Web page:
Books by Heather Brewer

THE CEMETERY BOYS by Heather Brewer
YOUNG ADULT
Released: March 30, 2015

"A slick, spooky, chilling mystery. (Horror. 12-16)"
Stephen's family returns to his father's hometown in search of a fresh start, but the town's dark history threatens to swallow them whole. Read full book review >
SECOND CHANCE by Heather Brewer
YOUNG ADULT
Released: Oct. 16, 2012

"Fans will enjoy slaking their thirst for more vampire adventures here. (Horror. 12-16)"
After his failed freelance slaying mission in Bathory (First Kill, 2011), Joss is under the watchful eye of the Slayer Society as he leads the hunt for a serial killer in Manhattan. Read full book review >
SOULBOUND by Heather Brewer
CHILDREN'S
Released: July 1, 2012

"Readers will be swept along as Kaya determinedly takes control of her own future in this predictable if spirited series opener. (Fantasy. 11 & up)"
Seventeen-year-old Kaya is the daughter of two Barrons who were forbidden to marry; they are all in hiding when she's discovered by her country's leaders and forced into training at Shadow Academy, an isolated boarding school. Read full book review >
FIRST KILL by Heather Brewer
CHILDREN'S
Released: Sept. 20, 2011

"Closing with a threat from a mortal enemy, Brewer's narrative provides a compelling back story for Vlad's fans to sink their teeth into, with more to come. (Paranormal adventure. 10-14)"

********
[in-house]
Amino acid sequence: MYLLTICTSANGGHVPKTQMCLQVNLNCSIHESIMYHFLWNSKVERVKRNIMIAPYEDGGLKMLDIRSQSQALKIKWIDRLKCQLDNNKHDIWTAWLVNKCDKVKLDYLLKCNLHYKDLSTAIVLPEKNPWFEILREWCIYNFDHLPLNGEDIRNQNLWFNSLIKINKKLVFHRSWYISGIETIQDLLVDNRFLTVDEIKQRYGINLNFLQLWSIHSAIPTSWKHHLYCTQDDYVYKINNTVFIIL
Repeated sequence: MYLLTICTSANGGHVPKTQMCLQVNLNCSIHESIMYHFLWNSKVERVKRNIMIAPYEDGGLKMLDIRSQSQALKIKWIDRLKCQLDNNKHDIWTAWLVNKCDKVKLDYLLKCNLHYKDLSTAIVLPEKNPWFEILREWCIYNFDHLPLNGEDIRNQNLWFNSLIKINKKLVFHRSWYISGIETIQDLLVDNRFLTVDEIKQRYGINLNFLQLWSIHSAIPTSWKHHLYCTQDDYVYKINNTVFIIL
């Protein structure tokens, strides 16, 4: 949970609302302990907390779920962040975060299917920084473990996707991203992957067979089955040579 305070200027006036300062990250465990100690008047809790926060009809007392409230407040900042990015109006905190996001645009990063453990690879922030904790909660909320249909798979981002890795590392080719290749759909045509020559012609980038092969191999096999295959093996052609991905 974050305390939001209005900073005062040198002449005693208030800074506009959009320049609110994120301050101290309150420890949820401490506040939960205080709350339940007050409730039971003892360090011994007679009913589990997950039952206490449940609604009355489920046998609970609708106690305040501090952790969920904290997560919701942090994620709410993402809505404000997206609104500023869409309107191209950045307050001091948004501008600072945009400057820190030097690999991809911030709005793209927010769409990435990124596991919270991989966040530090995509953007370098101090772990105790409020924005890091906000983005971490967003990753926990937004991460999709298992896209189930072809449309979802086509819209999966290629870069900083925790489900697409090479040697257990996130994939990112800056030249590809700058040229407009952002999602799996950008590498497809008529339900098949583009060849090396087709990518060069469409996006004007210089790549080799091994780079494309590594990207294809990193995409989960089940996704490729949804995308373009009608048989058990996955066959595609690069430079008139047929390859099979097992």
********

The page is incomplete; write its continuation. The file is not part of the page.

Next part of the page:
The other side of Vladimir Tod's world. Read full book review >
CHILDREN'S
Released: Aug. 1, 2007

Proving that you can't have your blood and drink it too, this shallow vampire tale waffles between vamp/camp and purported somberness. Eighth-grader Vladimir has a secret: He is (he thinks) the only living vampire. Pandering Aunt Nelly, a nurse, goes to "great lengths to sneak blood from the hospital" for Vlad's vital nutrition. His parents were mysteriously murdered, and now his teacher's missing. The odd substitute suspiciously demands research on vampires. Who's stalking Vlad, and why? It's unclear which hints are real clues and which are sloppy narration. Cheesily referential names (town of Bathory; classmate Edgar Poe) and gleeful gross-outs (cookies dunked in blood) undermine the supposed gravity of Vlad's situation and lineage. Brewer evades the problematic nature of blood-sucking, hiding behind quips like Vlad's refusal to kill because "just think of the looks he might get at the next block party if he got caught. This one just tries too hard. (Fantasy. 10-12)Read full book review >